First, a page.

Dr. Tara Jatlaoui, an epidemiologist with CDC, said turning to trusted community messengers such as religious or civic leaders and making sure the vaccines are available in non-traditional settings such as barbershops farmer’s markets, community centers, and churches can improve distribution.

And while the study found people who have a primary doctor and get routine checkups are more likely to get a flu vaccine, it’s far from a given. To help increase the odds, the CDC urges health care providers not only make the recommendation but be armed with materials promoting the benefits and reasons for vaccination, dispelling myths, and having them available in Spanish and other languages.

The flu vaccine can’t protect against other respiratory viruses circulating now or against COVID. Other respiratory viruses circulating now include respiratory syncytial virus or RSV, a highly contagious seasonal flu-like illness that is more likely to be serious in infants and older adults. Adding to the virus spread are rhinoviruses, the most common cause of colds.

Children’s Healthcare of Atlanta said last week they were seeing an “unprecedented” number of sick children filling emergency departments and urgent care centers, including children who require hospitalization and intensive care. On Tuesday, a hospital spokesperson said they are continuing to see unusually high volumes of patients, and while she declined to provide specific numbers, said the surge is two to three times their normal volume of patients.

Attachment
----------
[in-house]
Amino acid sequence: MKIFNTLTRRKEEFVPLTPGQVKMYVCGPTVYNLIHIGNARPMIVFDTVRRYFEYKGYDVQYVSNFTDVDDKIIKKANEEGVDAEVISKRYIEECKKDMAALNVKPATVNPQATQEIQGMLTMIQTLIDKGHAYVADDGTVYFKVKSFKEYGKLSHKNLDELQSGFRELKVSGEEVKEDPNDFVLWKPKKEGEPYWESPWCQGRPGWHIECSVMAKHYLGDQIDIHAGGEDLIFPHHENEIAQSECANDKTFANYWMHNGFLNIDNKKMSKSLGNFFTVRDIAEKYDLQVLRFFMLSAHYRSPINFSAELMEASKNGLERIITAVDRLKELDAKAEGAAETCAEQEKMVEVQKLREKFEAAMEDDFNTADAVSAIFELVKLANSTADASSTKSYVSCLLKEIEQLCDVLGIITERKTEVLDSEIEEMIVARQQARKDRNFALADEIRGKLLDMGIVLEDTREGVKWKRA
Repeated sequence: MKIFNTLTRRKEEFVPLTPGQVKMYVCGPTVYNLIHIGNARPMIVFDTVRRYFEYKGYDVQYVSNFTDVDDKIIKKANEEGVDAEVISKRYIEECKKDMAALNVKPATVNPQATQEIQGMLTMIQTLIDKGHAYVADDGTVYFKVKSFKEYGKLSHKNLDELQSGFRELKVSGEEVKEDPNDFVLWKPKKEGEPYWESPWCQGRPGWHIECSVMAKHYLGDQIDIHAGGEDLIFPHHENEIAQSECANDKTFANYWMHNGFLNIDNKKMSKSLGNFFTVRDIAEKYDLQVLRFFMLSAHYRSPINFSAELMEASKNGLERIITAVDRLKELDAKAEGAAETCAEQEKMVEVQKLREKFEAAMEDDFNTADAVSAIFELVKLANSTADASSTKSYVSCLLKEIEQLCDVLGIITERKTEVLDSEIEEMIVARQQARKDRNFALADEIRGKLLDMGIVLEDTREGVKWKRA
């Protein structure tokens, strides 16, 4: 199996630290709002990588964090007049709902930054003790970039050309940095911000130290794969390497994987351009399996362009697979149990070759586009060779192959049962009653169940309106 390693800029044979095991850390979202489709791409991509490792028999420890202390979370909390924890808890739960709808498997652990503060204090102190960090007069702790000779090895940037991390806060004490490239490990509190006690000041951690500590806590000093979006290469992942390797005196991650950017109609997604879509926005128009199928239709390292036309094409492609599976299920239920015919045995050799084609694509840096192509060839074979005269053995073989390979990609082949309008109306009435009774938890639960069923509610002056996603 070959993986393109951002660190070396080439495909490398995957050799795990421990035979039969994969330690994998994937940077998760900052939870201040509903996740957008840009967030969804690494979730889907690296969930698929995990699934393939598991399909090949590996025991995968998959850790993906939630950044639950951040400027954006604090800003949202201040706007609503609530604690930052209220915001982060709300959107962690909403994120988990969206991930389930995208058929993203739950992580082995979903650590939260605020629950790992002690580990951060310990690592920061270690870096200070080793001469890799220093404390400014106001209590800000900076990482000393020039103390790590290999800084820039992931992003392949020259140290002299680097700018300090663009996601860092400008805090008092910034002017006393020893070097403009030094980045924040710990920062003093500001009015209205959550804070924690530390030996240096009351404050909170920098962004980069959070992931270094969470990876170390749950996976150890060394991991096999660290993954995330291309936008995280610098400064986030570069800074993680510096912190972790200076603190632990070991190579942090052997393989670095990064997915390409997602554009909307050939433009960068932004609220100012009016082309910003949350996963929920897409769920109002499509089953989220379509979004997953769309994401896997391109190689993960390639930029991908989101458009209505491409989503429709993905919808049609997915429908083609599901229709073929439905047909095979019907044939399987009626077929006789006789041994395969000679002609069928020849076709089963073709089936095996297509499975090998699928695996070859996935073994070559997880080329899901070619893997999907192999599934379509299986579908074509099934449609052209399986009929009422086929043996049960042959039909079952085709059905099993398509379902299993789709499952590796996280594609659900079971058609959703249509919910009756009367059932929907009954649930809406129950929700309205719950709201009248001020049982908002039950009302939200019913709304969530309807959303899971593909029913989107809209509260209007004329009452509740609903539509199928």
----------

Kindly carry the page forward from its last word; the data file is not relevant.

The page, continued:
Views of Children’s Healthcare of Atlanta as seen on Thursday, October 13,  (Natrice Miller/natrice.miller@ajc.com)

Credit: Natrice Miller / Natrice.Miller@ajc.com

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Credit: Natrice Miller / Natrice.Miller@ajc.com

Millions of Americans get sick with the flu in an average year and thousands die, according to the CDC. Influenza can circulate year-round in the U.S. but is most active during the winter. Earlier in the pandemic, as people stayed home and wore masks, flu activity nearly disappeared. Fewer flu cases meant fewer people developed immunity from exposure to the viruses, leaving them now particularly vulnerable.

While vaccine effectiveness can vary each year, studies show that flu vaccination can reduce the risk of getting the flu by about half. But studies show if people do get sick with the flu, getting a flu vaccine can significantly reduce the risk of getting seriously sick, according to the CDC.

“During my time as an ER doc and throughout my work at CDC, I’ve seen that the reasons behind inequities and vaccination coverage for people from some racial or ethnic minority groups are systemic, and the result of many factors. I’ve also seen the impact that vaccination can have to reduce the impact illnesses like the flu can have on our society,” said Dr. Debra Houry, CDC acting principal deputy director.

The overall rate of hospitalizations for the flu among adults by race and ethnicity, per 100,000 people:

78.2 are Black

54.6 are American Indian/Alaska Native

50.3 are Hispanic

43 are White

34.5 are Asian or Pacific Islander people

Source: CDC Vital Signs report: Influenza Hospitalizations and Vaccination Coverage by Race and Ethnicity